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Is it possible to specify the number of arguments that xargs takes without doing it explicitly with -n option, but implicitly with a delimiter, so that the single parameters would be delimited with a space, but a group of arguments that xargs takes at once would be delimited with for example '\n'?

I want to be able to pass a flexible number of parameters to a script: Those parameters are stored in list like this one:

param1 param2
param1 param2 param3
param1

It should be possible to pass one line of parameters at a time to the script. I do not want to use any proxy scripts and I do not want to write a temporary list of files or command to the disc. I want to read the parameters from the file, alter them "on the fly" (e.g. remove every other line), and redirect them with xargs to the destination script.

What I tried is to use '\n' as an argument delimiter, but than all params in a line are interpreted as one argument, even though they are delimited with a space.

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Hardcoding the program invocations, or calling a script that expects 6 arguments and splits them up into these three calls isn't an option? –  Daniel Beck Jan 14 '12 at 11:52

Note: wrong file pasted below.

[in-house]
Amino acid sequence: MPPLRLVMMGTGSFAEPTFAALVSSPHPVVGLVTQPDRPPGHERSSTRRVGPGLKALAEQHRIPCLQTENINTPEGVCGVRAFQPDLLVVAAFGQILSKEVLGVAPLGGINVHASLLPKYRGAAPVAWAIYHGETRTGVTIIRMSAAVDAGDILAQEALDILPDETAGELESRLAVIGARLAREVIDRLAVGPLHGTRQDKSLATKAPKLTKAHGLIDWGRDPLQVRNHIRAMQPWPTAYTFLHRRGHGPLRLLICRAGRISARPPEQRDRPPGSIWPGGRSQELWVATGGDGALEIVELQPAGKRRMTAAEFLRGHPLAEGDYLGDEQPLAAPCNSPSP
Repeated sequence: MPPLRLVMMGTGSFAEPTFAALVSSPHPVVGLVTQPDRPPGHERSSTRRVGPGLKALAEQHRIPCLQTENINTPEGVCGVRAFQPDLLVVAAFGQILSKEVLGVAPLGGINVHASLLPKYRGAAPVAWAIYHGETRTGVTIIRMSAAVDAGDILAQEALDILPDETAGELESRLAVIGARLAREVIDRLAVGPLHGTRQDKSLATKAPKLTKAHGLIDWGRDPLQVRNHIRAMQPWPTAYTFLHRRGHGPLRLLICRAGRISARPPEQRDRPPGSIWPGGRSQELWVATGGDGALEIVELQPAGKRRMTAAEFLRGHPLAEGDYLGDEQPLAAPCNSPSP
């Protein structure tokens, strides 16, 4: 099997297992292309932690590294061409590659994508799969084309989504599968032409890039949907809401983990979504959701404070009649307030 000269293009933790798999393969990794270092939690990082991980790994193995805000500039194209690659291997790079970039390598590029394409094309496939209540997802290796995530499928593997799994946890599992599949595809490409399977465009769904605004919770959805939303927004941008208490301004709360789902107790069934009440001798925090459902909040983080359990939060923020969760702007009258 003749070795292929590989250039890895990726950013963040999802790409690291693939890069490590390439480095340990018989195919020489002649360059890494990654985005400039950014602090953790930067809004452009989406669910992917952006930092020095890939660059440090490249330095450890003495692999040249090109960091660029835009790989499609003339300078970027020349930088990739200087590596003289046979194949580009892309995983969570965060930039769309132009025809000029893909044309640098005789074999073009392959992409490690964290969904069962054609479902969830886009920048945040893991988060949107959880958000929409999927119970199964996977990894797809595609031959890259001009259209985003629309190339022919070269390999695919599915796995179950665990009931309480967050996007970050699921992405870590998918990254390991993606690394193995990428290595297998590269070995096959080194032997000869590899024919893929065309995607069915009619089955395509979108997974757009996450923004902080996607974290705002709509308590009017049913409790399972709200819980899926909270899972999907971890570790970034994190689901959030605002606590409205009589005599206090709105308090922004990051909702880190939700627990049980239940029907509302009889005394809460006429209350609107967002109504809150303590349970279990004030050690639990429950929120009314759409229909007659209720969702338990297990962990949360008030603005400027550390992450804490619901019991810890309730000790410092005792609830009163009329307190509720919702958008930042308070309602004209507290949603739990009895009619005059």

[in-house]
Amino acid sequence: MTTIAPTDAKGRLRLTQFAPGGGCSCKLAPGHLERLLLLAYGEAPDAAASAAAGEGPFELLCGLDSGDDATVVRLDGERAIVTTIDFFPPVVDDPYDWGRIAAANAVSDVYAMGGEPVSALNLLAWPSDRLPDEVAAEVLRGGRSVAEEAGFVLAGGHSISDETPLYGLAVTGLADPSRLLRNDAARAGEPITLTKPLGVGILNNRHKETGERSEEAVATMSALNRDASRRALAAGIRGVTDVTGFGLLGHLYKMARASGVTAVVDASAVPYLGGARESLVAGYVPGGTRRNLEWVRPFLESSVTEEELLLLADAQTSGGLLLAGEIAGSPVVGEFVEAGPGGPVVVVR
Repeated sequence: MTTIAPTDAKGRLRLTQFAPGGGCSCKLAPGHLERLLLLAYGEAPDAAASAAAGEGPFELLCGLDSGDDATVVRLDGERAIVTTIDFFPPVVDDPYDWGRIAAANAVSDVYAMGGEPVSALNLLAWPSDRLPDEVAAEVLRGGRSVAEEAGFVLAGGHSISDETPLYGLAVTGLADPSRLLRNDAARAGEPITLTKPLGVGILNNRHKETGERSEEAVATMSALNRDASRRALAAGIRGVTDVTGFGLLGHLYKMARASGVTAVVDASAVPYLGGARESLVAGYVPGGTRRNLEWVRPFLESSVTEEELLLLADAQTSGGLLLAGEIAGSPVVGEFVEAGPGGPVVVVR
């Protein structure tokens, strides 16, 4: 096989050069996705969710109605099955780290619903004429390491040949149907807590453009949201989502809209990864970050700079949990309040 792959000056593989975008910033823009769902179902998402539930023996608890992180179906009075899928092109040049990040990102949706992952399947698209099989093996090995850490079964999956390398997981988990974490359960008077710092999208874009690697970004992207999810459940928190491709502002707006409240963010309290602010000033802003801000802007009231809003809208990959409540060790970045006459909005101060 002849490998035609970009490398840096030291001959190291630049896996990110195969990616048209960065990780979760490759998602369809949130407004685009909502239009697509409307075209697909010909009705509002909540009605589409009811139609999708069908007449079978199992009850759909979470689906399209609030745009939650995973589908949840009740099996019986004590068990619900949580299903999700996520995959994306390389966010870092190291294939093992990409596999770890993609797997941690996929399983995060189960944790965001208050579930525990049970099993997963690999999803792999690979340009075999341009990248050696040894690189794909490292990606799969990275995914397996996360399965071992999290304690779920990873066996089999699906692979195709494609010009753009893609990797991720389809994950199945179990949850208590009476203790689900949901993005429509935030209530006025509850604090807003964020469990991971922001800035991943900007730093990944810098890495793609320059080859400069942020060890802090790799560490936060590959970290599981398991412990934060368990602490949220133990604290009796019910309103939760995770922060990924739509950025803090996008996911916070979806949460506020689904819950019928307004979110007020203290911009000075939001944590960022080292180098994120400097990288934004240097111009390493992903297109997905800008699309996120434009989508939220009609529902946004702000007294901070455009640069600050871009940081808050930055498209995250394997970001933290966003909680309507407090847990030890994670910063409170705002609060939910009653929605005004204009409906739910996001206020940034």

No, this is just an example, the list can be of any length. Also I do not want to do this with a proxy script that splits the space delimited arguments. –  mithy Jan 14 '12 at 11:59

2 Answers 2

up vote 0 down vote accepted

Q

Want I want to achieve is to pass the following list through xargs but one line at a time:

A

$ cat t7.txt
param1 param2
param1 param2 param3
param1

$ cat t7.sh
#!/bin/bash
cat t7.txt | while read line
do
  echo $line | xargs echo XXX
done

$ ./t7.sh
XXX param1 param2
XXX param1 param2 param3
XXX param1

But there are easier ways to achieve this output without using xargs so you may want to clarify your question.


Update

$ while read line; do echo "< $line >"; done
p1 p2
< p1 p2 >
p1
< p1 >
p1 p2 p3
< p1 p2 p3 >

I don't think xargs is the answer to your task. I suspect you would be better off using some script in place of xargs.

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Thanks, but I do not want to write intermediate files. I edited the question to clarify. I would like to do this "on the fly". –  mithy Jan 14 '12 at 14:46
    
@mithy: Answer updated accordingly. –  RedGrittyBrick Jan 14 '12 at 15:22
    
Yes, you are right, the loop does what I want. Thank you! –  mithy Jan 17 '12 at 11:28

With GNU Parallel you can do:

cat yourfile | parallel -q bash -c 'echo {}'

If it is acceptable that the parameters are joined as one, then you can even do:

cat yourfile | parallel echo {}

You can install GNU Parallel simply by:

wget http://git.savannah.gnu.org/cgit/parallel.git/plain/src/parallel
chmod 755 parallel
cp parallel sem

Watch the intro videos for GNU Parallel to learn more: https://www.youtube.com/playlist?list=PL284C9FF2488BC6D1

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